Locked-in syndrome sufferer Tony Nicklinson, who last week lost his legal challenge for the right to end his life with a doctor's help, died at home in Wiltshire on Wednesday after contracting pneumonia.
His lawyer said Nicklinson had died at 10am, following a "rapid deterioration in health", and had been refusing food and medical treatment.
Family solicitor Saimo Chahal said: "I am extremely sad to tell you that I received a call at 10.45am from Jane Nicklinson to inform me that her husband Tony died peacefully at home at about 10am this morning."
He added: "Jane told me that Tony went downhill over last weekend, having contracted pneumonia.
"He had made an advanced directive in 2004 refusing any life-sustaining treatment and also refused food from last week."
She said Nickelson had told he was "crestfallen, totally devastated and very frightened" after losing the case.
Nicklinson suffered a stroke six years ago which caused him to develop locked-in syndrome. He lost his High Court battle last week for the right to end his life when he chooses.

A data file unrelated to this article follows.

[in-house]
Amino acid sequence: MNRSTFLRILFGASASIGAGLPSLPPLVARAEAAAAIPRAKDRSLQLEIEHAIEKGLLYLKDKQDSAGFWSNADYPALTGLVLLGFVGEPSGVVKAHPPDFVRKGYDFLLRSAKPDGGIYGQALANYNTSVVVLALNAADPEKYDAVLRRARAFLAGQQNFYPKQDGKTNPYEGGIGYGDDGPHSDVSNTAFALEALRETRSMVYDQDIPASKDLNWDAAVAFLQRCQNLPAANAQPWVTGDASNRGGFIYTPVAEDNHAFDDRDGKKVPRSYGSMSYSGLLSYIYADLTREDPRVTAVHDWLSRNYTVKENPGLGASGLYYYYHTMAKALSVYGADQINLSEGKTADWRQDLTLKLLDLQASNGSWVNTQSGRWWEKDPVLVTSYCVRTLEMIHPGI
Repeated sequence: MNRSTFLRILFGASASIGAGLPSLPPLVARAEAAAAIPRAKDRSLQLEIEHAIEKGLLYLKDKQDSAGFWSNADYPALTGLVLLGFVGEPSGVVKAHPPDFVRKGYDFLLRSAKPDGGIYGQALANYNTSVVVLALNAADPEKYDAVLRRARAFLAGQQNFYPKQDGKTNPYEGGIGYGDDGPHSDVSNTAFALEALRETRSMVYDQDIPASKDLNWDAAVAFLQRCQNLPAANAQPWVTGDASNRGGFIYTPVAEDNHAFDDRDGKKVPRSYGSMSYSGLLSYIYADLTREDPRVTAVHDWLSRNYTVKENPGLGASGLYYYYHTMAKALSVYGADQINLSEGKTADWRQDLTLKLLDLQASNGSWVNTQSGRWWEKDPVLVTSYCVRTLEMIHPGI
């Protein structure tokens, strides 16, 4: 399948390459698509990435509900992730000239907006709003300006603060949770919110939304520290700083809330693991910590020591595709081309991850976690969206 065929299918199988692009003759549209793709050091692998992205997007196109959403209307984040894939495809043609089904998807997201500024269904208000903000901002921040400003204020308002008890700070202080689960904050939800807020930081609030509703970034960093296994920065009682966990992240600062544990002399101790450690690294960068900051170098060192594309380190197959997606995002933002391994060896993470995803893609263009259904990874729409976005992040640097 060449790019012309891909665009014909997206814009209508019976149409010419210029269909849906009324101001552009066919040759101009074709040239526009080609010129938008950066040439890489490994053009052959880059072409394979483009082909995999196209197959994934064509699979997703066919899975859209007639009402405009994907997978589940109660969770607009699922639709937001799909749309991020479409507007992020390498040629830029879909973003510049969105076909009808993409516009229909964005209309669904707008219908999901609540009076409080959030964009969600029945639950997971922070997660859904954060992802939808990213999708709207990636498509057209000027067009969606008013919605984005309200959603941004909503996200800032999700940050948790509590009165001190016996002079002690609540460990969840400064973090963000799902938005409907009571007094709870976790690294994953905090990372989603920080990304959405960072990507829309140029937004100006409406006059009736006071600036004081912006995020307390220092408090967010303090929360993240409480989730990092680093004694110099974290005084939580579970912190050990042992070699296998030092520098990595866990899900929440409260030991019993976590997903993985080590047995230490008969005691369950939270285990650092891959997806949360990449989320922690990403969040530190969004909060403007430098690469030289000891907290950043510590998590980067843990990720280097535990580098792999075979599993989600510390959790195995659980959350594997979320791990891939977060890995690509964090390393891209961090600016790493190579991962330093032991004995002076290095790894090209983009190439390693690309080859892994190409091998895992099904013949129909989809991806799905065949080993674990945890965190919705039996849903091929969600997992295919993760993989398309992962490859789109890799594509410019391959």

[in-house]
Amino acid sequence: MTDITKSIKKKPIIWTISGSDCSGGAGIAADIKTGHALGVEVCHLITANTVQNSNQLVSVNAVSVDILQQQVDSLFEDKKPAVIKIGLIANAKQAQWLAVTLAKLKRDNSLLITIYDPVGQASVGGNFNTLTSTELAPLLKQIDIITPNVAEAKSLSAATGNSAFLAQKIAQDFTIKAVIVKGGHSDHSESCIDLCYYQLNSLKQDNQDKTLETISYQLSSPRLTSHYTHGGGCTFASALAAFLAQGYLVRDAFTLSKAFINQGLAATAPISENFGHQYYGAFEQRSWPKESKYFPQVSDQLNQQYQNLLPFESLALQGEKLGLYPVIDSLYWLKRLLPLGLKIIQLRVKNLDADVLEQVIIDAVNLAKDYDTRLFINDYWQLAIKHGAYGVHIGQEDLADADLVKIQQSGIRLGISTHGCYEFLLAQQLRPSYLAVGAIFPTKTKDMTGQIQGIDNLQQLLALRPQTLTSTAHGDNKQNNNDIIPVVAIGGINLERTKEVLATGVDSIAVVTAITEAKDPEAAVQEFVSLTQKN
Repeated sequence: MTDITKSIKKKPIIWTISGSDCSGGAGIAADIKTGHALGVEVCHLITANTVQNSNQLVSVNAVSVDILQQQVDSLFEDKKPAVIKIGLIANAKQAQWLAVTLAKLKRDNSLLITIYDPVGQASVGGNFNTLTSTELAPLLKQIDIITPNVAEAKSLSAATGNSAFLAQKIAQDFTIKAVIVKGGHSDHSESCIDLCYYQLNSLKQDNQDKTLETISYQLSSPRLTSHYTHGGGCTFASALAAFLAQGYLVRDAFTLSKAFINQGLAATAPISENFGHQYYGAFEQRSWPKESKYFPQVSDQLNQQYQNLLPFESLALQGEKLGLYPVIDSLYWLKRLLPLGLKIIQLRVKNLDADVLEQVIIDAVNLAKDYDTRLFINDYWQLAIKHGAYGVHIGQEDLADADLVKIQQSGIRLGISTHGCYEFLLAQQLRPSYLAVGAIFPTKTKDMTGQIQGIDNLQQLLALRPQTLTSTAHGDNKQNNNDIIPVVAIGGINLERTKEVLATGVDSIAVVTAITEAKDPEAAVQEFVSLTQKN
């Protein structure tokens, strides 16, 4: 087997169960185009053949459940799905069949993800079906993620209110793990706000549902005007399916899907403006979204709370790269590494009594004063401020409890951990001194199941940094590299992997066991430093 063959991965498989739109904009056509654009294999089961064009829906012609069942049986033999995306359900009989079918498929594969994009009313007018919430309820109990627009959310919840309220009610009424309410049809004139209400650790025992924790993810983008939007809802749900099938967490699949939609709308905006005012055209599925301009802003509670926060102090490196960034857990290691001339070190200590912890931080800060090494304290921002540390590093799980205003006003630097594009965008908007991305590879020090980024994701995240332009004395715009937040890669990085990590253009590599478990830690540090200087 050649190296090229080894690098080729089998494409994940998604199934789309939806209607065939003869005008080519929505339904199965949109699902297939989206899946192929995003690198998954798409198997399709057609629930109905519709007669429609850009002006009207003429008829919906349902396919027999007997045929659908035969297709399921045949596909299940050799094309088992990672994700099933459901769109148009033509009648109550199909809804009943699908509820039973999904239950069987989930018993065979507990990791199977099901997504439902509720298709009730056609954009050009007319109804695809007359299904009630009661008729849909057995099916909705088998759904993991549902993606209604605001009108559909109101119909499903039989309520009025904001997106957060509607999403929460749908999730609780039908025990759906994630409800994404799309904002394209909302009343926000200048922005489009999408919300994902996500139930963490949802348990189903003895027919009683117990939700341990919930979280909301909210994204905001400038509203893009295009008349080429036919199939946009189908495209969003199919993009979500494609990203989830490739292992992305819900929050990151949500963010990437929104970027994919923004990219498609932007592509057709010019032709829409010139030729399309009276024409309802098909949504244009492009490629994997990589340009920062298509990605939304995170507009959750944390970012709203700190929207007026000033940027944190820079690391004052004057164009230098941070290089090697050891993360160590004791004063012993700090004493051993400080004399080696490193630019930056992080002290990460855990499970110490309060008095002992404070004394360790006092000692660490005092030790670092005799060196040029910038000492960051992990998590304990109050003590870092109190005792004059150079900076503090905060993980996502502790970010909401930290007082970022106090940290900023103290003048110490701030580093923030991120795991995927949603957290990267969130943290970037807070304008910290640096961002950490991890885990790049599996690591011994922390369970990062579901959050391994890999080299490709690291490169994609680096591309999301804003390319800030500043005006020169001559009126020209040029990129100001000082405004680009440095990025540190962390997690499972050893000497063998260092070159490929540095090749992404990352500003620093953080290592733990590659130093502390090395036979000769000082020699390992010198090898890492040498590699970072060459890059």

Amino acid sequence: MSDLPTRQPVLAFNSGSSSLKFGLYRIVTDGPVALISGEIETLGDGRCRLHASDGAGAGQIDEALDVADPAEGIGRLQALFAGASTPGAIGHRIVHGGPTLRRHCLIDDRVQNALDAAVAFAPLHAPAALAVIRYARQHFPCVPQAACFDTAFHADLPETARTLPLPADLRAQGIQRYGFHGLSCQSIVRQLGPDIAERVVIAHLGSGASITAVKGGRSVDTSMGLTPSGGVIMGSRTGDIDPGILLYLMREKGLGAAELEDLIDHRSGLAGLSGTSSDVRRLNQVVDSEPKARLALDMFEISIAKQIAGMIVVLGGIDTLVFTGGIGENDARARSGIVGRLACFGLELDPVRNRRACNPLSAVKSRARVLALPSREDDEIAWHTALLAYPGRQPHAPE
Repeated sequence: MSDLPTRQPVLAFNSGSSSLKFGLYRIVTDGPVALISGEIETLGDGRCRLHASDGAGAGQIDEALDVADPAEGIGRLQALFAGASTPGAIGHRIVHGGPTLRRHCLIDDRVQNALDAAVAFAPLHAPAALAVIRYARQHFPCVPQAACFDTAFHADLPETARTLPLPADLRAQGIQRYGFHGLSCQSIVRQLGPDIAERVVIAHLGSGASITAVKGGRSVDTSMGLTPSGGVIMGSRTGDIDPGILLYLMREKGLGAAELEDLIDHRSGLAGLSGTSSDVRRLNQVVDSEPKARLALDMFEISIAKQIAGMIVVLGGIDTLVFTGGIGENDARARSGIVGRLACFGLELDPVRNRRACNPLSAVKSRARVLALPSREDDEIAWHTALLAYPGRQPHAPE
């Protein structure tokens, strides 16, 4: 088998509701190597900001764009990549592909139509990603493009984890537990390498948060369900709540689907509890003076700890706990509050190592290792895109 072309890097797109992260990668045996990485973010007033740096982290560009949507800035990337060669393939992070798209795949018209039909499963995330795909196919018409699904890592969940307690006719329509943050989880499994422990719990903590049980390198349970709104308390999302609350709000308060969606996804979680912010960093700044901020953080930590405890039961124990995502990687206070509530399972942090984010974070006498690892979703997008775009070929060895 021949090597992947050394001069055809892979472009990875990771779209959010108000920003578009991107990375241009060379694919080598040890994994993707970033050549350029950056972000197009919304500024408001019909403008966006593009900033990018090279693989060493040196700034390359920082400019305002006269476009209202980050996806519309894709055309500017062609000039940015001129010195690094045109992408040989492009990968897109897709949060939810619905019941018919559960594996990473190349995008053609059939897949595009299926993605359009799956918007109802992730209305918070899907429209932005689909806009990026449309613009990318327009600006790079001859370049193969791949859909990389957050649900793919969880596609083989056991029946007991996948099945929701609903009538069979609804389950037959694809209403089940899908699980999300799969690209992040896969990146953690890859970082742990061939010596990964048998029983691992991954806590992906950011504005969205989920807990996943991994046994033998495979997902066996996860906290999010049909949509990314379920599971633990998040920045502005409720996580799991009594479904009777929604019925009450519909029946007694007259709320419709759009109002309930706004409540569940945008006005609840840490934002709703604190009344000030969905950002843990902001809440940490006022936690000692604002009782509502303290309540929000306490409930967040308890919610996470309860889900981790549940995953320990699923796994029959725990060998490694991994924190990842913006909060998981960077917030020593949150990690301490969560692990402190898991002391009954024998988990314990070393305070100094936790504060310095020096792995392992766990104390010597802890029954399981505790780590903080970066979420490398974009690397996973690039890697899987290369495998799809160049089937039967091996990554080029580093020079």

Following the ruling Nicklinson sobbed in his wheelchair, next to his wife, who described the 58-year-old as "heartbroken" in an interview with the BBC.
His condition meant that while his mind worked just as it did before the stroke, he could only use muscles that control blinking and vertical eye movements.
The campaigner's family sent a few tweets from the campaigner's account:
Laura Nickelson later tweeted a message to paparazzi photographers outside the family home to leave her family in peace.
A Wiltshire Police spokesman said the force would not be investigating Mr Nicklinson's death.
"Police are not involved at all. We can confirm he passed away and it is not a matter for Wiltshire Police," he said.
"His death certificate has been signed by a doctor, so it is not a matter for Wiltshire Police or the coroner."
Nicklinson had previously described himself as "utterly miserable with my life, powerless to do anything about it.
"I do not want to carry on and should be able to have a dignified death.
"I am saddened that the law wants to condemn me to a life of increasing indignity and misery."
A further statement released by Mr Nicklinson confirmed that he planned to instruct his legal team to "go all the way" and launch an appeal against the ruling.
"Judges, like politicians, are happiest when they can avoid confronting the real issues - and this judgment is not an exception to this rule.
"I believe the legal team acting on my behalf is prepared to go all the way with this but, unfortunately for me, it means yet another period of physical discomfort, misery and mental anguish while we find out who controls my life - me or the State."